How should you spend your time: Building your list, or building relationships?

Graphic by  attivitoso  on Flickr

Graphic by attivitoso on Flickr

I came across an article on Lifehacker today about applying the "80/20 rule" to networking.

The general premise is that you should spend 20 percent of your time cultivating new contacts, and 80 percent of your time strengthening the relationships you already have.

How many of us do this in the nonprofit sector? 

Which metrics do you value? 

Many of our metrics seem to weigh heavily on the side of acquiring new donors, new names for the list, new event attendees. As a result, I feel like there's often not enough appreciation, and therefore not enough time devoted to, building relationships with those who are already on our lists.  (This can vary, depending on the culture of your organization, of course.)

What happens when you add social data to the mix? 

This is one of the reasons social data is so valuable.  Trying to deepen relationships with people en masse is nigh-impossible, but by adding data from people's public social media accounts to your database, you can better segment and target your communications in a way that makes the person feel closer to your organization.

For instance, if you run an animal rescue-focused nonprofit, knowing that someone on your list is a "dog person" or a "cat person" is useful when determining which graphic should appear at the top of your e-newsletter for that person. (PETA does this, and it works well.) If you work for a university, and you know which people on your list are parents with kids living at home, having your subject line focus on "the next generation" and "making the university great for your kids" for that group is something to experiment with.  Little tweaks focused on personalizing your content can deepen a person's investment in your organization over time.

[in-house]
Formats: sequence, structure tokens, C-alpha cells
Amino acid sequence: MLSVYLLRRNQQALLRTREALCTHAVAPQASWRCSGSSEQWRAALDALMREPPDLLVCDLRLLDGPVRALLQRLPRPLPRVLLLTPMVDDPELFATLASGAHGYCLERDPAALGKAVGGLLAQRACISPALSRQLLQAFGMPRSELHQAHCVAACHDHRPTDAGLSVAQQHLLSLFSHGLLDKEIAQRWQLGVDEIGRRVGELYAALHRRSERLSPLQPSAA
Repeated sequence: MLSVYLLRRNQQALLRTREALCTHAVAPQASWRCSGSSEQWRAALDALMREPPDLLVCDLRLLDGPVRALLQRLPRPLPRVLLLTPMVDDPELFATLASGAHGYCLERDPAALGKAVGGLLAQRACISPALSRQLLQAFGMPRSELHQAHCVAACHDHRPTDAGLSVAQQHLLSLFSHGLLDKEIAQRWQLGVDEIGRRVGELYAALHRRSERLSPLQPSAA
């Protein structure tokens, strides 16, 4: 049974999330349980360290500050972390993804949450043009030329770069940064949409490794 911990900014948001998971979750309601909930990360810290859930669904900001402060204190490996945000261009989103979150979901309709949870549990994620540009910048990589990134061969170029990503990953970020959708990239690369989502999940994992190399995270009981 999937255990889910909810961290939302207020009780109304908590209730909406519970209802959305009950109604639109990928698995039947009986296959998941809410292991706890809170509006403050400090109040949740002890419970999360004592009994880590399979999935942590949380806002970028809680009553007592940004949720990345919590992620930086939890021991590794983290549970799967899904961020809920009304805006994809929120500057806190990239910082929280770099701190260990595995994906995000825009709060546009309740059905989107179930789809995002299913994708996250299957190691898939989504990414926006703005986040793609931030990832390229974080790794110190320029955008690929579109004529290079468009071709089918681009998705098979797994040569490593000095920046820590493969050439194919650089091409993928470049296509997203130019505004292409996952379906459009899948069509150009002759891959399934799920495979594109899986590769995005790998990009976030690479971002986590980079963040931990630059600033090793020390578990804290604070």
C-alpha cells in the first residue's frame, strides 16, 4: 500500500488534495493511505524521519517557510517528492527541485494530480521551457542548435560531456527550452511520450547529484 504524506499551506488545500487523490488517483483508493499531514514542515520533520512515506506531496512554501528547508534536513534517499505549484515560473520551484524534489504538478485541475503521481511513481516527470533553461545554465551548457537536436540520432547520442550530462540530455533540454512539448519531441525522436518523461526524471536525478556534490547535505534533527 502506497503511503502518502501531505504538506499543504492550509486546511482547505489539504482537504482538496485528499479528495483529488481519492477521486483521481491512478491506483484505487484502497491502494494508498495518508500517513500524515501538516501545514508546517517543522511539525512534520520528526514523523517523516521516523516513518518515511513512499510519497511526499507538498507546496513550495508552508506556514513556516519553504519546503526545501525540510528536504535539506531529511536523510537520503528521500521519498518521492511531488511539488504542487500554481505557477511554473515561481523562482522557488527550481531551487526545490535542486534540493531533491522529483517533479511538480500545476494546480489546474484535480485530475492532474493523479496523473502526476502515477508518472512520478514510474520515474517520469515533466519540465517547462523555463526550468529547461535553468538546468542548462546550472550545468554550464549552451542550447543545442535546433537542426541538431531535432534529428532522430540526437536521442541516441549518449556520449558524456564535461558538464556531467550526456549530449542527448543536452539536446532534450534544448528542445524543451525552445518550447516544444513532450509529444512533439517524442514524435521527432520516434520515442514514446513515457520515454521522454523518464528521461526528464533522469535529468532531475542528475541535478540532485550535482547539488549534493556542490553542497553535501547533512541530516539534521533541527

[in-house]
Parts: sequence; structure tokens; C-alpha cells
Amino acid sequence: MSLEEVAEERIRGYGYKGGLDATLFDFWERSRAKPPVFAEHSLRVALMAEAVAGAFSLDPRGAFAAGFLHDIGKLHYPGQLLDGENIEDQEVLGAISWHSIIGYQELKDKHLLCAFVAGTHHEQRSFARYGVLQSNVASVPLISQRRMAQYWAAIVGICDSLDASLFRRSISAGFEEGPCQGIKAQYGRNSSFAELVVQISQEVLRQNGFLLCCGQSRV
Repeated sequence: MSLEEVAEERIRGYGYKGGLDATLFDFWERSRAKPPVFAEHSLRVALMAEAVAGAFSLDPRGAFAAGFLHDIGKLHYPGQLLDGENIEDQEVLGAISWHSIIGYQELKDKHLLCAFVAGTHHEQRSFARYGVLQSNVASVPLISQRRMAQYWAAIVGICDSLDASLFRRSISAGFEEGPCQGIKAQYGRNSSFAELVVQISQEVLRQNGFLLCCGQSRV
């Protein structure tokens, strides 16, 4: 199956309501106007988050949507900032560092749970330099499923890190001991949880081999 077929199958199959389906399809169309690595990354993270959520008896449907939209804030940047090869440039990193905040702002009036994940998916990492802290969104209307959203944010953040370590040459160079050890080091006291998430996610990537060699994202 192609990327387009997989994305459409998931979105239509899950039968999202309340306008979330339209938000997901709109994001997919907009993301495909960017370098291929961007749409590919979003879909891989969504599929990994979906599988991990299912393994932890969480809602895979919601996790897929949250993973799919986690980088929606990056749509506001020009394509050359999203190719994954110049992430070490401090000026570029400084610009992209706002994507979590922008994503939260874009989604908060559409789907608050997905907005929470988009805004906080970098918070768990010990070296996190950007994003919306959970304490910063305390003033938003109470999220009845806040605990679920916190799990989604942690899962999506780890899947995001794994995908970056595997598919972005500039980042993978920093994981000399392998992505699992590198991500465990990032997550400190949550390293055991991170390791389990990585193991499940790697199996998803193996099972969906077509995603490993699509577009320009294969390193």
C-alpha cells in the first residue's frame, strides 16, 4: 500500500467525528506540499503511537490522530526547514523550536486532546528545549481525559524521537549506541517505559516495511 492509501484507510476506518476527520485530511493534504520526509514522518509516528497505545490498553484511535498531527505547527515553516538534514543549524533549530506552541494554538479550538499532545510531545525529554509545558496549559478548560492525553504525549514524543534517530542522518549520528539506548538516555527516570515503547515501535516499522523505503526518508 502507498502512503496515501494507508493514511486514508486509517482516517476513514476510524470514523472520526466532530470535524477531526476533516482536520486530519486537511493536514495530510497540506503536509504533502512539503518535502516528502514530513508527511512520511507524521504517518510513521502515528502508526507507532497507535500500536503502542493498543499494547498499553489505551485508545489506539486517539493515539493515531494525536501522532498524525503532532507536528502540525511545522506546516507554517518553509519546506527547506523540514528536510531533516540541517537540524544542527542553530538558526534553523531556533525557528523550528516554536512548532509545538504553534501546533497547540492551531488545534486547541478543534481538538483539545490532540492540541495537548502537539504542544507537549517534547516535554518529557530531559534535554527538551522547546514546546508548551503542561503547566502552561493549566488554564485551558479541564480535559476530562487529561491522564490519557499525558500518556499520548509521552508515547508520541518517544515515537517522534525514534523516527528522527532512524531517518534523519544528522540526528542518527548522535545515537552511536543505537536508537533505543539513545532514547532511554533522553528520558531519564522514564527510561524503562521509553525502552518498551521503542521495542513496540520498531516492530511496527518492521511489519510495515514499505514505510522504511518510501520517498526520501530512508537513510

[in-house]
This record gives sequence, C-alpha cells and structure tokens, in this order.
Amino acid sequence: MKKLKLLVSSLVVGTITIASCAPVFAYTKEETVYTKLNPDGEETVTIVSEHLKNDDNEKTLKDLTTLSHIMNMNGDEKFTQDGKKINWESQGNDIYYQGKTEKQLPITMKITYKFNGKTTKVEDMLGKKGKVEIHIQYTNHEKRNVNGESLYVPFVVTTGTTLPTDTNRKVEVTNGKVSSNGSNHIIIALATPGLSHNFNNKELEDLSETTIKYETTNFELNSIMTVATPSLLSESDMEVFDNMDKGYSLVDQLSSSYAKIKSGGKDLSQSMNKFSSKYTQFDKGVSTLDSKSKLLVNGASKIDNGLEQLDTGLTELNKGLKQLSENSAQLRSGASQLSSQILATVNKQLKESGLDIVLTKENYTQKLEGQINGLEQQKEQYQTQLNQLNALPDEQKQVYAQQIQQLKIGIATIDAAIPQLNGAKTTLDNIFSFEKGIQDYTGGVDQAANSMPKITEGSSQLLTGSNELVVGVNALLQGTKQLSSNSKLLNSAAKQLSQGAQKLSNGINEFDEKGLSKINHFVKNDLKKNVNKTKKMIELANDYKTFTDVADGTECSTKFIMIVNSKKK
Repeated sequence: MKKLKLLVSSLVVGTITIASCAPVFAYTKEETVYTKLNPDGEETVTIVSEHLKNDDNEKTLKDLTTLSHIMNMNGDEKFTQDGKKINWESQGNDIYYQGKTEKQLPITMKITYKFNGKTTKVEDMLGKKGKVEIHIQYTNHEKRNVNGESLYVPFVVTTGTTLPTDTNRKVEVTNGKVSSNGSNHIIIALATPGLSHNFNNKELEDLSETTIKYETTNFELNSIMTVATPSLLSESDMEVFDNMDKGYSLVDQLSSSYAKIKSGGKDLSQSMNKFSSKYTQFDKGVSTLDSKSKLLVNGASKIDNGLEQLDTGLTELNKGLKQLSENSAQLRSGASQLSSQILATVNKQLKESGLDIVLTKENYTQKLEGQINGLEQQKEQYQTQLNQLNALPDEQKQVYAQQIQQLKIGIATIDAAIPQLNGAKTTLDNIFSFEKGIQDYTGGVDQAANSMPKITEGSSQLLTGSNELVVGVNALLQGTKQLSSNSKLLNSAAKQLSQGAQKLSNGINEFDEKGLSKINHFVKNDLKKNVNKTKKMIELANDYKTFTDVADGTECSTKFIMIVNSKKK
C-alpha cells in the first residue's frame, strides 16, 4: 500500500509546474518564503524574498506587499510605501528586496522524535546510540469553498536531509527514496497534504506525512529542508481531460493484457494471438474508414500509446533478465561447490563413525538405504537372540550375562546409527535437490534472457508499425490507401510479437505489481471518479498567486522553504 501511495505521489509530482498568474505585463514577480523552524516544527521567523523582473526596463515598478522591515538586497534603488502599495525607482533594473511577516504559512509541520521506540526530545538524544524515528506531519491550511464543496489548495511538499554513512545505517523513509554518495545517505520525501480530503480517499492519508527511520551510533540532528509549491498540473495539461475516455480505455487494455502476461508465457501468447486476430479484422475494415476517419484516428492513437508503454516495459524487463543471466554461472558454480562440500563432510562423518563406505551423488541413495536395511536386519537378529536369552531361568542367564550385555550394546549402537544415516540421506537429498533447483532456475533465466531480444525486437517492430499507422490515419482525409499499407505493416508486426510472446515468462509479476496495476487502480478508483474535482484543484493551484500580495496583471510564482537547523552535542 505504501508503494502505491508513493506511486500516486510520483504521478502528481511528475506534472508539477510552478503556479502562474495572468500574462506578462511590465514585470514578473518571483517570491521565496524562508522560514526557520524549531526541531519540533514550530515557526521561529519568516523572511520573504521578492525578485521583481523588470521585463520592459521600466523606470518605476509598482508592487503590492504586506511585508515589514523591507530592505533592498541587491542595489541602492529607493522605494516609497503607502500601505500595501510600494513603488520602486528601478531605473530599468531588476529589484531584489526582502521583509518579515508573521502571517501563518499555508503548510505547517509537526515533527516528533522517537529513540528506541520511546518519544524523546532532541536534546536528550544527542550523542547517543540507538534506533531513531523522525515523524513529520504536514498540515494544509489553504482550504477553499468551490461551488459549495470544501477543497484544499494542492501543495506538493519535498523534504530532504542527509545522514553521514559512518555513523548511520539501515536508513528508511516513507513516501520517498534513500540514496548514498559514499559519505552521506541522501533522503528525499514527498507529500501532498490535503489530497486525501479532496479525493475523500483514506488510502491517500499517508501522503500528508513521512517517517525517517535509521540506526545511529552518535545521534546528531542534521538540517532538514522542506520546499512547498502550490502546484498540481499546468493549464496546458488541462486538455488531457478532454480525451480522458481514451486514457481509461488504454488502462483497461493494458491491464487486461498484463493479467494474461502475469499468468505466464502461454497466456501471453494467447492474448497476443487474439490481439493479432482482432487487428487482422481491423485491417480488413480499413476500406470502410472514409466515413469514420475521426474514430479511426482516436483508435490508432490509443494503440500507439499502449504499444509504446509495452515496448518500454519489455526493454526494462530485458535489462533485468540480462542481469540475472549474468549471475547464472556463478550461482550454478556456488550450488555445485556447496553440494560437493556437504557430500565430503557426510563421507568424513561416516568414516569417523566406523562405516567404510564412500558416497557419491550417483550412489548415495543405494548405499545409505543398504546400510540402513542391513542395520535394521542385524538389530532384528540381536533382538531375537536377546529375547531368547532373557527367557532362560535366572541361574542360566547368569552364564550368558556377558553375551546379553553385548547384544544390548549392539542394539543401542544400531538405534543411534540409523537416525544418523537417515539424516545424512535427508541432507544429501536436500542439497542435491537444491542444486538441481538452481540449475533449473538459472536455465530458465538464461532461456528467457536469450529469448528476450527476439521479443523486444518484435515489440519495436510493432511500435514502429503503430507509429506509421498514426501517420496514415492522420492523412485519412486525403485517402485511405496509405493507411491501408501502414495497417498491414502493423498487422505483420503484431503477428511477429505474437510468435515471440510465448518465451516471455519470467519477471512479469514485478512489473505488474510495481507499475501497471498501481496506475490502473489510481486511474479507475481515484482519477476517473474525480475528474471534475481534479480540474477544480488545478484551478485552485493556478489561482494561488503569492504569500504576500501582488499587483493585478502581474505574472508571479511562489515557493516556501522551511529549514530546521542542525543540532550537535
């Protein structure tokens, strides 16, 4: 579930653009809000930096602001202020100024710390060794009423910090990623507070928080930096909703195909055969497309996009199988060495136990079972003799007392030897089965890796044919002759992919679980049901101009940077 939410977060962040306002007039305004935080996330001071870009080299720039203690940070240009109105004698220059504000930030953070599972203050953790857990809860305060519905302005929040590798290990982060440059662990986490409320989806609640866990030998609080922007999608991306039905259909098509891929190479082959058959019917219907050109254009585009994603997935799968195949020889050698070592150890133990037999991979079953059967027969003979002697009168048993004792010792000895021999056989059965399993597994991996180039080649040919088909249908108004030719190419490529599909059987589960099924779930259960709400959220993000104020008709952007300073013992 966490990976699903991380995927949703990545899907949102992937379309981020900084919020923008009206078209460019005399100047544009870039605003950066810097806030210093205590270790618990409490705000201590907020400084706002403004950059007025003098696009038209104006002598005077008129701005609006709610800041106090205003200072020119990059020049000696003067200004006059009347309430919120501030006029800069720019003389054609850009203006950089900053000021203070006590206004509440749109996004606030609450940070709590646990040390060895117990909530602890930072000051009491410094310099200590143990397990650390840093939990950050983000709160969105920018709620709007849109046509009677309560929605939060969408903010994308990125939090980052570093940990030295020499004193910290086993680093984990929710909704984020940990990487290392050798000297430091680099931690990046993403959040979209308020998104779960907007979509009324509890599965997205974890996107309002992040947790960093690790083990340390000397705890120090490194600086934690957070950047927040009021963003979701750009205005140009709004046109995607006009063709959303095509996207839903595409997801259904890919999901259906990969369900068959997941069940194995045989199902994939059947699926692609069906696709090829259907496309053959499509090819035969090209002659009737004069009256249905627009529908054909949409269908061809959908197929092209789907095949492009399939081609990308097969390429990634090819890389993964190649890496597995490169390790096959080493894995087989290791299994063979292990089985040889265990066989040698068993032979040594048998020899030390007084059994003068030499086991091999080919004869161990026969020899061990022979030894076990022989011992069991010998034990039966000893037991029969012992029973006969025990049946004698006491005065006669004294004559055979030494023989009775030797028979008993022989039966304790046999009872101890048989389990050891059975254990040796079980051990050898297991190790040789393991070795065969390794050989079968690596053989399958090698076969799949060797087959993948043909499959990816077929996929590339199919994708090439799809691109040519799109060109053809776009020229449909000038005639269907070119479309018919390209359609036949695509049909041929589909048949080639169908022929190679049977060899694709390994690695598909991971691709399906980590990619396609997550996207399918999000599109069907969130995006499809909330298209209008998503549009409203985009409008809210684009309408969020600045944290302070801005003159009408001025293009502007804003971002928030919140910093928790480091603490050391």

And when it comes to major donors, having a better idea of who the person is before you pick up the phone or meet them for lunch will accelerate the process of strengthening that relationship.  For example, if you knew from someone's Twitter feed that they have a small child at home, you might opt not to call them in the later evening, when the child is being put to bed. You might also tailor your conversation, when you do ultimately talk with them, to focus on how your nonprofit will improve the lives of the next generation.

Finally, if you're planning an event, knowing who on your list is both deeply invested in your cause and a rockstar on social media can help you build a small group of stakeholders, whom you can arm with specific messaging for getting the word out and encouraging others to participate.

How does your organization focus on relationship-building, whether through segmenting your list or through one-on-one interactions?